As I grew, I tried to please her, but it was not possible to please an unhappy woman who resented her own children. And some more than others.
I surprised her one day.
I cleaned the entire house: Tub, showers, sinks, toilets, dusted (even below eye-level!), vaccuumed, washed floors…
A three-level four-bedroom house (plus dining, den, and finished basement). A lot of work for a pre-teen to do in a day. For anyone.
When she arrived home, my mom said nothing for hours. Until, finally: “You forgot to empty the trash in the downstairs bathroom.”
Being autistic, I didn’t learn from my experience. Years later, when mom went into the hospital for a week, I took over her duties thinking how pleased and surprised she would be. To my great pride, I performed like a pro.
I had never before cooked anything but macaroni and cheese, but I’d sat and watched her plenty of times. I simply did what I’d seen her do (autism ROCKS! 🙂 ). I was delighted that every meal turned out perfectly.
The fried chicken was crisp and delicious, the pork chops were well-cooked but tender and tasty, the spaghetti’s meatballs were firm and yummy (if we’d had Josh then, he may have deigned to eat one or two along with his pasta). The laundry got done, the kitchen got cleaned.
When I was taken by my father to visit my mom at the hospital, what a feather in my cap to hear him describe what I had been doing, and sound pleased about it.
My face was still in mid-beam when my eyes turned to my mom, expecting to see her smiling at me. Instead, I saw daggers being thrown. She was furious!
I remember being surprised not only by her fury, but also that I could tell so exactly what she was thinking, because it was a very big thought for someone my age to realize (I think I was thirteen years old at that point):
“How dare you make my husband happy in my absence!?”
My memory tells me that when mom came home from hospital, she barely spoke to me or looked at me for some time as a result of my invasion of her wifely territory. But it is possible that she treated me no differently than she ever had. I may simply have had a new awareness of the everyday treatment she gave to her dimestore daughters.
Mom was an expert at bait-and-switch (the illegal practice when a store advertises an appealing item they know they do not have, only to offer you a cheaper item when you arrive).
I got all excited when it was my turn to become a Girl Scout. You start by becoming a “Brownie”. Mom took me for the uniform and took me to my first meeting at the elementary school a mile away. The next week, I donned my uniform and ran downstairs. I couldn’t wait to see my friends and sing the Brownie song. But mom wouldn’t take me that day. Nor ever again.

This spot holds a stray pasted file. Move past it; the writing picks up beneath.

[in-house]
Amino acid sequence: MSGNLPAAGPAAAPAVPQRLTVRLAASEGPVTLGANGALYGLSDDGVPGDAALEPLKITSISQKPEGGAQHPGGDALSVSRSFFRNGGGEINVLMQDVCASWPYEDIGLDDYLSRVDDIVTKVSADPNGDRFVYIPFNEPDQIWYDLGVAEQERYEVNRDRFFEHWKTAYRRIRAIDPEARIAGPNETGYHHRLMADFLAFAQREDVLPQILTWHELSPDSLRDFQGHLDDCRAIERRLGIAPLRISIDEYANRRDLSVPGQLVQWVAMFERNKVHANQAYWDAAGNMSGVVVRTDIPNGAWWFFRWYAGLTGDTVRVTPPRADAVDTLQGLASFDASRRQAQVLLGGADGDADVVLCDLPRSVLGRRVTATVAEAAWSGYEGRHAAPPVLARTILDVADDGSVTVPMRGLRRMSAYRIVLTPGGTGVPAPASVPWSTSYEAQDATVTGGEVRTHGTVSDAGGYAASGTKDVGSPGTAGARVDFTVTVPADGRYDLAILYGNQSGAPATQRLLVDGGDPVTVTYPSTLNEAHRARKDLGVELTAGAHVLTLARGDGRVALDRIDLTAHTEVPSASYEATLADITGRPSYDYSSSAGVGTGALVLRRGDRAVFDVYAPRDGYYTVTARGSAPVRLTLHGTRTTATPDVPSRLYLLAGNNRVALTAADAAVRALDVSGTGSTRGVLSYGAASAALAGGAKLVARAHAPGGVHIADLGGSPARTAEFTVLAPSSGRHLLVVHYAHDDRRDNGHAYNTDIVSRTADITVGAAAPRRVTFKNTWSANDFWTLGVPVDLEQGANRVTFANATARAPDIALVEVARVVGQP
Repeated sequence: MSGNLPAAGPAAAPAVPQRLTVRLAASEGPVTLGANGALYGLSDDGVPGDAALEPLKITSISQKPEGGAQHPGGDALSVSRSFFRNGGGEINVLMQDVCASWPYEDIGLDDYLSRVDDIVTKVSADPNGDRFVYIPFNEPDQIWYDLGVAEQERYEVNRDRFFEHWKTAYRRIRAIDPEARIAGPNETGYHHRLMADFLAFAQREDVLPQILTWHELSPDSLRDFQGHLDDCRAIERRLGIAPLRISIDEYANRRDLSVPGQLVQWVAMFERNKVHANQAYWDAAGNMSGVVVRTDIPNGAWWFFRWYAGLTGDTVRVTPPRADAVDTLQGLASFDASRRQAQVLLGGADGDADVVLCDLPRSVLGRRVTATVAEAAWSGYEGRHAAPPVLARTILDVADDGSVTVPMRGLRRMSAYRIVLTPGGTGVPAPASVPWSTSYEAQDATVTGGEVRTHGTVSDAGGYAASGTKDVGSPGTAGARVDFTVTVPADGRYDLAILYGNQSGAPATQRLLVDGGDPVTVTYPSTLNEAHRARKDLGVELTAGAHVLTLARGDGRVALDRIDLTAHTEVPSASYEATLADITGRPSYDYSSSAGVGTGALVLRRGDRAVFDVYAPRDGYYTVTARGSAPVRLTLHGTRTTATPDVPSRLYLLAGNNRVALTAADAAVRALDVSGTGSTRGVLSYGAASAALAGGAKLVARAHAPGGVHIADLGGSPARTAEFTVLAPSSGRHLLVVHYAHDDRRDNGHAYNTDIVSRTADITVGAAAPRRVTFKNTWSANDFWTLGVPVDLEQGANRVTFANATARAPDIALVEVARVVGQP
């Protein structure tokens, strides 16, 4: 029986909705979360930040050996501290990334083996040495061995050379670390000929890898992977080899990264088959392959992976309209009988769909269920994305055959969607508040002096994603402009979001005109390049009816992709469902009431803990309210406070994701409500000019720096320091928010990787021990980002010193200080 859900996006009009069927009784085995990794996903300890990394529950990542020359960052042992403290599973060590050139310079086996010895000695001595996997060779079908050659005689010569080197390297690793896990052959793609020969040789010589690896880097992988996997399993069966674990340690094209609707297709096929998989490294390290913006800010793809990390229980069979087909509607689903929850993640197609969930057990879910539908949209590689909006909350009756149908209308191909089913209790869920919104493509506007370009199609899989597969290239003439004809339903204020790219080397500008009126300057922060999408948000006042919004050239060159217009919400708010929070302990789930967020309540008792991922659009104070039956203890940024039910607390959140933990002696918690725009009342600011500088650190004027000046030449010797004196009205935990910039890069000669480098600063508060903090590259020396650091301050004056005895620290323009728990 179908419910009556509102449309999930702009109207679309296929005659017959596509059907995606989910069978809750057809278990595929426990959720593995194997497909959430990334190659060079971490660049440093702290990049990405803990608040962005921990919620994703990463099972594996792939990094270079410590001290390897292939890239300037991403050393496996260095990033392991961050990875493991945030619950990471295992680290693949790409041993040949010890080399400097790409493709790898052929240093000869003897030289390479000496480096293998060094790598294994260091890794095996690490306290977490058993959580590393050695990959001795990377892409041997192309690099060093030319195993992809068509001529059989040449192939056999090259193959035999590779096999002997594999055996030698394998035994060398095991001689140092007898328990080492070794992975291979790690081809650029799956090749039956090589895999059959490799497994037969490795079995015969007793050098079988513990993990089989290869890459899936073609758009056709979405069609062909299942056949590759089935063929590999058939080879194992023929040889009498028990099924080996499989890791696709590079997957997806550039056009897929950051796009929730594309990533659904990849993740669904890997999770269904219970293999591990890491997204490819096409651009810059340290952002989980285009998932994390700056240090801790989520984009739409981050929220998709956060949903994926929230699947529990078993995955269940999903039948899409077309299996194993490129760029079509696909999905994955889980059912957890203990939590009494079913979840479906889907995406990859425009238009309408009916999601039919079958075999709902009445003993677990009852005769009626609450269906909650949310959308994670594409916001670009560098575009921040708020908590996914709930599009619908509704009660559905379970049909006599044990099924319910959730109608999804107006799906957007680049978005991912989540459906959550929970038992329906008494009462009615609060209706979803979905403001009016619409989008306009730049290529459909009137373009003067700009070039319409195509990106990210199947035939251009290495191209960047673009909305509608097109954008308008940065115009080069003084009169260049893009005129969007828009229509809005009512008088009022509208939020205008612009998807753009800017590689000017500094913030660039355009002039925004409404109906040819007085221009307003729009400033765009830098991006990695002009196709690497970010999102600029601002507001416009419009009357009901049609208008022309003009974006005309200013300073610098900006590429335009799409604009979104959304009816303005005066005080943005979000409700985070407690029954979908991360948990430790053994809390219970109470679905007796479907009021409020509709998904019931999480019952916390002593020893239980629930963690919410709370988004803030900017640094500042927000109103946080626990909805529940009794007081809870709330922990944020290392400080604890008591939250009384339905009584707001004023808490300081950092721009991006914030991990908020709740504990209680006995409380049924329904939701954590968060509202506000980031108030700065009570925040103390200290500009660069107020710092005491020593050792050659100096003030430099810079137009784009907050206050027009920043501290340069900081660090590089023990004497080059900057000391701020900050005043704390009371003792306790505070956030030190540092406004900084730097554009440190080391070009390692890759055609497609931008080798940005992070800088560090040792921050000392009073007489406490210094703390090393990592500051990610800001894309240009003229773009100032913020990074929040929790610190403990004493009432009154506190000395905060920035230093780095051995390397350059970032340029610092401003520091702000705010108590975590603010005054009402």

All the other girls in school went through Scouting. They learned knot-tying, orienteering, emergency skills, and songs that they sang when I was around. I didn’t know those things. I felt…
Mom didn’t work outside the home, and had her own car. She took Macy Girl (my older sister) to Brownie and Scout meetings.
I learned from Meg recently (my younger sister) that mom twisted her through the same Brownie-no-Brownie bit.
Beyond actions and inactions, Mommy Hyde’s real forte was her mouth. She excelled at making belittling comments.
She had demeaning nicknames for each one of her children, using them herself, and encouraging us to use them against each other. (Is it any wonder the four of us did not grow up the closest of siblings?) She referred to me as “Skinny Belink, the Boneyard Dancer”, and a phrase that meant “slob”. Her nickname for Paul referred to feces. She accused me, and even Macy Girl (!) several times of being sluts, before I had even kissed a boy.
Macy Girl WAS totally a slut, though. (Kidding. Couldn’t resist.)
One of Mommy Hyde’s favorite expressions she used with me was “For someone who’s supposed to be so smart, you sure are dumb.”
When I was two years old, Mommy Hyde and my male parent were told they should send me to a gifted school. They declined. When I was in 3rd grade, it was recommended I be skipped a grade. They declined. I am sure they felt they could better nurture my God-given potential through their own home enrichment program–illustrated partly by these posts.
I was embarrassed once to discover in mom’s old papers a letter sent by one of my former Art teachers commending my talent and work, and recommending me for special Art instruction. I’m sure he was disappointed that I never said “Thank you” to him for his (unknown) kindness.
What I hated more than anything else Mommy Hyde did was the yelling. She yelled at us so much.
How much? One of my friends back then called me four or five times a day for a while. He said one day “Every single time I call, your parents are yelling.” “No way”, said I. So we kept track.
He was right. And since his calls were random, that meant they yelled all day, every day.
Sometimes when mom yelled at us, we weren’t following her rules, but often we were. Her yelling was so very terrible to me. I hated, hated, hated it.
Two decades later, I found myself doing it with my own then-spouse and children.
Part 5 of a 7-part series that will be posted daily. Following that, the focus will shift away from my mommy issues.
Joyful Mommy Jekyll–Part 6